*Sorry: Every album needs that dark, slow, heavy song to get you in your feelings. Spare guitar and raw vocals begin a lonely story of nostalgia and endings, and strings join in for a whirling crescendo that sweeps the listener away. You get the best of both worlds, masterful instrumentation and stellar vocals, all compounding to make “Sorry” one of my top tracks from the album.
*When: Dodie breaks down some personal struggles with mental illness and depersonalization, singing of lost memories and alienation from her own emotions. Though it may be a bit harder to relate to from outside, the melancholy tone and nostalgia of missing old feelings in the midst of loneliness are universal. By far the most vulnerable on the album and lyrically rich, this is a perfectly placed track and another favorite for me.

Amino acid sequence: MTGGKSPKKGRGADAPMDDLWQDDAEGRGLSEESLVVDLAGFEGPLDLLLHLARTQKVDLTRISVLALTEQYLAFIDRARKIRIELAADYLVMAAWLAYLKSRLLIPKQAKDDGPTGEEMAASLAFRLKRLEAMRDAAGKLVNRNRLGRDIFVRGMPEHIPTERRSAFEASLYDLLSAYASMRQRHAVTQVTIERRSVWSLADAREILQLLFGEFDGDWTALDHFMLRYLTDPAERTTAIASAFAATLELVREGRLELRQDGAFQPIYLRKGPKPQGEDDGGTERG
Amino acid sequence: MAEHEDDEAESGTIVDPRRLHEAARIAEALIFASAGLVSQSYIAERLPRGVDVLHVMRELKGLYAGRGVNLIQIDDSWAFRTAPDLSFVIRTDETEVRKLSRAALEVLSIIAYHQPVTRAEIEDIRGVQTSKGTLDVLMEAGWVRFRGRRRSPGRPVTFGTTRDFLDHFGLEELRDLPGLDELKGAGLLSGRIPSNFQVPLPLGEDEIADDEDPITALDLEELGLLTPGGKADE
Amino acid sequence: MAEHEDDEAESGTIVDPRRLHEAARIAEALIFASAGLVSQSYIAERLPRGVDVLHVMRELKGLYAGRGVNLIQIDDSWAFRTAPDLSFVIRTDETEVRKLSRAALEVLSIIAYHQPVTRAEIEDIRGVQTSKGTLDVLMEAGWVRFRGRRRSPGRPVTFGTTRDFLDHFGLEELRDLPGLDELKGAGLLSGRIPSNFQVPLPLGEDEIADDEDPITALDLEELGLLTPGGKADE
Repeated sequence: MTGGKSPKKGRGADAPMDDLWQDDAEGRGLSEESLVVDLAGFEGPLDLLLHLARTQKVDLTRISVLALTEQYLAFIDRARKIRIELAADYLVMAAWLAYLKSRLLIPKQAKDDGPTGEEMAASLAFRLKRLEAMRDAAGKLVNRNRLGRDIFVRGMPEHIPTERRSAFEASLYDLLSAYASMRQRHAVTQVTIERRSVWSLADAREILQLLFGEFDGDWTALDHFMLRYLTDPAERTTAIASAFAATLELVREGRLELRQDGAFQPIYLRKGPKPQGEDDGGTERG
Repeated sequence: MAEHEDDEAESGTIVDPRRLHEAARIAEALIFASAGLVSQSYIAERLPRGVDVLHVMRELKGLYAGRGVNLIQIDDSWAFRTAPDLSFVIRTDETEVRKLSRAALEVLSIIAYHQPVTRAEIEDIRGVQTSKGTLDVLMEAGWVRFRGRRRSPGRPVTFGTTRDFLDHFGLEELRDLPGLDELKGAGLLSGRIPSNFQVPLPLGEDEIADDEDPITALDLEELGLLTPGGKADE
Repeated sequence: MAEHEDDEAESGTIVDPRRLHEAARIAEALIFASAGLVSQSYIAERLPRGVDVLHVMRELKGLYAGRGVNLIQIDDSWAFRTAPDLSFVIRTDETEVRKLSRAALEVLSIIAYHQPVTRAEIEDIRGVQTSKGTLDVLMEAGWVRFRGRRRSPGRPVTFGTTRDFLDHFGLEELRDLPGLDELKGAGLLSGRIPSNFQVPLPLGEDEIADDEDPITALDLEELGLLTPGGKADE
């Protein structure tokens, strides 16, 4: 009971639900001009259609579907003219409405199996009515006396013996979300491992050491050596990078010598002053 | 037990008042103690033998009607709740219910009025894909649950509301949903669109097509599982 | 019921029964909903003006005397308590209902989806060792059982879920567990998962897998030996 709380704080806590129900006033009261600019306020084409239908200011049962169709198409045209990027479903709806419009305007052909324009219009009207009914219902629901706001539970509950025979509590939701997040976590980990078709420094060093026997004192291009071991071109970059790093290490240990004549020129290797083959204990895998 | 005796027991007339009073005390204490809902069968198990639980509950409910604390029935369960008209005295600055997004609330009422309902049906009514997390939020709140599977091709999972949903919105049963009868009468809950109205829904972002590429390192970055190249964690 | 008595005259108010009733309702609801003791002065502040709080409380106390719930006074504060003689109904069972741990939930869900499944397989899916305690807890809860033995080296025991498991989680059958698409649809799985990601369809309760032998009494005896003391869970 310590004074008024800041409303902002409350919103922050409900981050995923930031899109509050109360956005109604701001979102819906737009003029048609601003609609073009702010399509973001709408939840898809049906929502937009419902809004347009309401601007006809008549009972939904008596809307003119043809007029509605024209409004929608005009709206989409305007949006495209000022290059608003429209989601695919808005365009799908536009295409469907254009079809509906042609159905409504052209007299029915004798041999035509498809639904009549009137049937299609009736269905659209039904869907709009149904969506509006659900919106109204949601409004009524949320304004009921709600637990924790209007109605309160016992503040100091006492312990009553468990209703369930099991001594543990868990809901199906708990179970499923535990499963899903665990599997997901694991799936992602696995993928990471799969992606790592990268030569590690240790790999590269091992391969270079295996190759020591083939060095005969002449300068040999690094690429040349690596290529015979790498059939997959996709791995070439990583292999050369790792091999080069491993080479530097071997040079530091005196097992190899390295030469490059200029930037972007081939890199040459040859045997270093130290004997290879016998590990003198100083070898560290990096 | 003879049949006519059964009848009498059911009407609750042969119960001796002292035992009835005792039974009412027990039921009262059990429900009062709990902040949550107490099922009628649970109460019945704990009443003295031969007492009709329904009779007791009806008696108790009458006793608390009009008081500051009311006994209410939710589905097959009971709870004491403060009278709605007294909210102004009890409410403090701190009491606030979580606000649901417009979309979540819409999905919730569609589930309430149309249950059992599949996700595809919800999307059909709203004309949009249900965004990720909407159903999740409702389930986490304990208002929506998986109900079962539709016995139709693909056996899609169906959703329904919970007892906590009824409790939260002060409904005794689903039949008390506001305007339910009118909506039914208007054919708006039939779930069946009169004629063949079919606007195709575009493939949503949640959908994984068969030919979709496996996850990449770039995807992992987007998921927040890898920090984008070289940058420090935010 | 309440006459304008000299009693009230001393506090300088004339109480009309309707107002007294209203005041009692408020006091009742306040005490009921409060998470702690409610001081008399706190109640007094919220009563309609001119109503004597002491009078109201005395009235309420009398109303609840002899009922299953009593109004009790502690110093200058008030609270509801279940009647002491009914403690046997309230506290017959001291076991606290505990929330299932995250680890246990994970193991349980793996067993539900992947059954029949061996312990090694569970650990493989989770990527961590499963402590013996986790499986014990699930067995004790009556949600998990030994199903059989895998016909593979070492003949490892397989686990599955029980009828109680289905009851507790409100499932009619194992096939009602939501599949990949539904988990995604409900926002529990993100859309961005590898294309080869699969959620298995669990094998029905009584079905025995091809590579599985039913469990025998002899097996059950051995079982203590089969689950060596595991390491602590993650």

*Before The Line: Closing on the same thread of vulnerability and confessional-style lyrics that read like a diary, Dodie sings lines like, “I made a promise and I break it every day.” Again, her personal struggles may not be parallel to those of her listeners, but she is able to spin them into a story that is both sympathetic and artistically lush. Ending on a note similar to “I Kissed Someone,” the album closes in a gentle flutter of sentimentality and ominous strings.
Dodie may be looking over her shoulder in her memories, but certainly not in her stylistic pursuits. Maturing from the ukelele-studded-coffehouse-pop of her previous EPs, Dodie steps into her own as an artist and lyricist on this album. With a North America tour lined up for 2022, I can’t wait to see how this album does live. My final rating is 9.5/10, and I highly recommend listening to this record when you get the chance!
By Leah Ollie, Senior, Whitney Young High School